To me this explanation sounds like bs.

AMD 8-core Ryzen APU to Power Sony Playstation 5, Says the Rumor Mill

Sony's announcement of the Playstation team skipping E3 2019 took everyone by surprise aside from a few on Reddit who had paid attention to a thread created the day before. Reddit user RuthenicCookie seemed to know a lot more about Sony's plans for their popular game console for the next few years, as well as game titles supporting this current console generation and the next. Amidst a lot of the tasty rumor bits that should interest console gamers, something more relevant to us directly is the mention of the Playstation 5 to continue using AMD for processing power.

This is a logical move to just about everyone familiar with the industry, and Sony needed to up the CPU horsepower in particular to compete with the XBOX One X and offer a true 4K/60 FPS solution for gaming without framerate drops galore. As such, said redditor shared information saying that the current plans involve an 8-core Ryzen-based processor and an estimated console price point of $500. Sony may well share a teaser about the console next year, with retail availability expected in the holiday season 2020 (two years from now, thus). As such, developer kits are likely already ready meaning the specs are finalized as well. This may mean we will see either the first or second gen Ryzen APUs, and not Ryzen 2 as many may have hoped. No word yet on what Microsoft is cooking in their side of the kitchen, but incremental console updates means we may see a Ryzen 2-powered console sooner than later as well.

AMD Ryzen 7 3700U Shows Up With Lots of Maybes, Could Feature Zen 2

AMD's low-power Ryzen 3700U APU has been leaked. Codenamed ZM370SC4T4MFG_38/22_Y, this latest AMD processor features 4 cores and 8 threads with a base clock of 2.2 GHz and a boost clock of 3.8 GHz, making it very similar to the current generation 2700U. The GPU, which is recognized as Picasso by UserBenchmark, is like just another codename for now, as other applications are listing it as a Radeon RX Vega 10 GPU. Considering the 3000U Series is supposed to be similar to the 2000U offerings it could very well feature the same Vega 10 GPU and still be based on the Zen+ or the Zen 2 architectures. That said, nothing is confirmed, but some slides leaked from Informatica Cero suggest that the Ryzen 7 3700U could indeed feature the Zen 2 architecture. That would be fairly interesting given that the Ryzen family for laptops/convertibles have been a step behind the desktop solutions for a quite some time.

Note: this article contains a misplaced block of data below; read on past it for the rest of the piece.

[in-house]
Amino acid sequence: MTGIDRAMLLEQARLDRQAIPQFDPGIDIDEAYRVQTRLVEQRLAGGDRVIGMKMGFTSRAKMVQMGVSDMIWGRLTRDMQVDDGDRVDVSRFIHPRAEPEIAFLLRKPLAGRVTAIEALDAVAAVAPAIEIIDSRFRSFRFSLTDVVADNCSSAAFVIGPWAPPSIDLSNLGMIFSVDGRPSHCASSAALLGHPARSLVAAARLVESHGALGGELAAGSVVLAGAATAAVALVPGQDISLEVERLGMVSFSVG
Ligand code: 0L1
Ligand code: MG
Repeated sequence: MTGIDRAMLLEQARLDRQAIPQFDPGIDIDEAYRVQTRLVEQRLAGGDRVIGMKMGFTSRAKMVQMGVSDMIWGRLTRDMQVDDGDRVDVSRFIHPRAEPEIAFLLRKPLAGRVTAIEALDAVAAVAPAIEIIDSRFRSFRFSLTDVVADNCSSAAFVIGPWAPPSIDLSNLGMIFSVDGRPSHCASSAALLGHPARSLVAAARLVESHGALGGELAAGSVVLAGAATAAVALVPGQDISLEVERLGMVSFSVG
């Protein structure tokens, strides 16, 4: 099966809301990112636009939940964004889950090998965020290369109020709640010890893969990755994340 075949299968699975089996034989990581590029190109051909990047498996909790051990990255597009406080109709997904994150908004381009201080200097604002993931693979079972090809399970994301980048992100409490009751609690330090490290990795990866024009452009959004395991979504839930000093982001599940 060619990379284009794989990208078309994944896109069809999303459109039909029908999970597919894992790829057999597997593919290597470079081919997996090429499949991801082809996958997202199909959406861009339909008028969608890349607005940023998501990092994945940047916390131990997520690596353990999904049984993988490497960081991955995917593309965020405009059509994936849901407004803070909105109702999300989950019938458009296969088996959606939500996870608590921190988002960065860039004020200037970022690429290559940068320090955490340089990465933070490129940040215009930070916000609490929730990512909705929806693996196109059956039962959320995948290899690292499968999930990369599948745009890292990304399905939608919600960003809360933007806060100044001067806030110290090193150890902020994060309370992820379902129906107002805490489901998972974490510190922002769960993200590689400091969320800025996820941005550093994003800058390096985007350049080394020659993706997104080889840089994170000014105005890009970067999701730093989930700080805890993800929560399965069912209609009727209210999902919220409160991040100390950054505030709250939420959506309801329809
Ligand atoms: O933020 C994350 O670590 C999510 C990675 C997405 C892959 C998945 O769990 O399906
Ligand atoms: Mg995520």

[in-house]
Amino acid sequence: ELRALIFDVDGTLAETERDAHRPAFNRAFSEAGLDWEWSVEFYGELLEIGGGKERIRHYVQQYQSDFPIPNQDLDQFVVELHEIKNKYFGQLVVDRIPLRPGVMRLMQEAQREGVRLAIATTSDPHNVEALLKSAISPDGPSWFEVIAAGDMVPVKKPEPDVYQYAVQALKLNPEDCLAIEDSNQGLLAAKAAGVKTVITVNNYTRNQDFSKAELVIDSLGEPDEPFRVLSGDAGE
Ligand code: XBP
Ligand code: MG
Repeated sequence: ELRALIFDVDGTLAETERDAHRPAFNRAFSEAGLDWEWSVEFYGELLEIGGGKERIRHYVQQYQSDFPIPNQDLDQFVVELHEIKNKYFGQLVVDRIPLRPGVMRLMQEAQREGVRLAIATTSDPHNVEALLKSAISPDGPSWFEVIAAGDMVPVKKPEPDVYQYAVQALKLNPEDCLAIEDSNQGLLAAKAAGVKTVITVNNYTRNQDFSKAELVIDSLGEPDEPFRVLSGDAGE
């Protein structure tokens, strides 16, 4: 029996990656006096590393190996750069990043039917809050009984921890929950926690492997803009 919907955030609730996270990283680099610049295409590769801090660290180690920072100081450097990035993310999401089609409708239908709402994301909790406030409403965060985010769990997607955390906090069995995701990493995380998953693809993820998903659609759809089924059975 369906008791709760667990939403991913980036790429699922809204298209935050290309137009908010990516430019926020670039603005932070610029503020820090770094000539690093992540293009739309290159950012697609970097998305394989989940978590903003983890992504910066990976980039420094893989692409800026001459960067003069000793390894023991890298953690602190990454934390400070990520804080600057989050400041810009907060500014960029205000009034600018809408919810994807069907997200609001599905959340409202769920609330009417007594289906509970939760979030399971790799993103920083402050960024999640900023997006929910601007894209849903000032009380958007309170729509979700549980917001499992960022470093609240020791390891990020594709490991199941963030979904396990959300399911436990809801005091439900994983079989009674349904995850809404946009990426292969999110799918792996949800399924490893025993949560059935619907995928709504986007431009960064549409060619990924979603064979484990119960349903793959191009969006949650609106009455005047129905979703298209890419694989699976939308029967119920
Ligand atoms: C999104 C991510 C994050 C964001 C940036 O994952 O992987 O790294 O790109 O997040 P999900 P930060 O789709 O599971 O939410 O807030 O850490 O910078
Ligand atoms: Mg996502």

Picasso which we've been hearing about since the codename first appeared in September of 2017, looks to be nothing more than Raven Ridge manufactured on the 12nm node. This is of course based on the information that is available. Some people suggest this new APU could be on the 7 nm node, but this is difficult to believe as AMD is likely to devote 7 nm manufacturing to their EPYC server solutions and Ryzen desktop products first. Therefore Zen 2 APUs for notebooks are likely still far off.

AMD Quietly Releases New A8-7680 Carrizo APU For Socket FM2+

In what will likely seem baffling to many, AMD is releasing a new APU for their ancient FM2+ socket. While the release of the newly minted A8-7680 was alluded to previously via an ASRock BIOS update for their A68H motherboards, many considered it a fake at the time. However, with AMD's own literature listing the processor for the mass market, along with it popping up at various etailers with the product number AD7680ACABBOX, its release is now all but certain.

The processor is still being manufactured on the old 28 nm node and is very similar to the older A8-7600, with this speculated to also being a quad-core design based on the AMD Excavator architecture. It would appear the main difference between the two, noting that the A8-7680 specs are not formally released yet, is a 400 MHz increase on the base clock bringing it up from 3.1 GHz on the A8-7600 to 3.5 GHz on the A8-7680. Sadly, the boost clock remains the same at 3.8 GHz as noted at various etailers. Currently, only the A68 chipset works with the new CPU with the following boards having all received BIOS updates adding support for the A8-7680: Asus A68HM-K, A68HM-Plus, Gigabyte F2A68HM-DS2 rev1.1, F2A68HM-H rev1.1, F2A68HM-S1 rev1.1, MSI A68HM-E33-v2, ASRock FM2A68M-HD+, and FM2A68M-DG3+.
The rumored specifications follow.

AMD Ryzen 2000H Series APUs for Mainstream Notebooks Spark TDP Debate Again